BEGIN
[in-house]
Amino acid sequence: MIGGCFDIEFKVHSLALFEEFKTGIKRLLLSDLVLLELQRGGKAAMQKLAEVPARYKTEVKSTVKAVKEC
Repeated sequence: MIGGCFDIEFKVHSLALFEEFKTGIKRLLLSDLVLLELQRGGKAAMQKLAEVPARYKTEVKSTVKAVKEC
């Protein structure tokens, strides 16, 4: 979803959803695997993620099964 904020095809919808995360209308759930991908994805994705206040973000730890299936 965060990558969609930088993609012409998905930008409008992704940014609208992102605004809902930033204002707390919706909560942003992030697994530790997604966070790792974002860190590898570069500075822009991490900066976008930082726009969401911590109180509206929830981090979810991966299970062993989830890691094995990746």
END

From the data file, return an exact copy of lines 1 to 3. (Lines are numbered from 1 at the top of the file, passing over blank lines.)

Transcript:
[in-house]
Amino acid sequence: MIGGCFDIEFKVHSLALFEEFKTGIKRLLLSDLVLLELQRGGKAAMQKLAEVPARYKTEVKSTVKAVKEC
Repeated sequence: MIGGCFDIEFKVHSLALFEEFKTGIKRLLLSDLVLLELQRGGKAAMQKLAEVPARYKTEVKSTVKAVKEC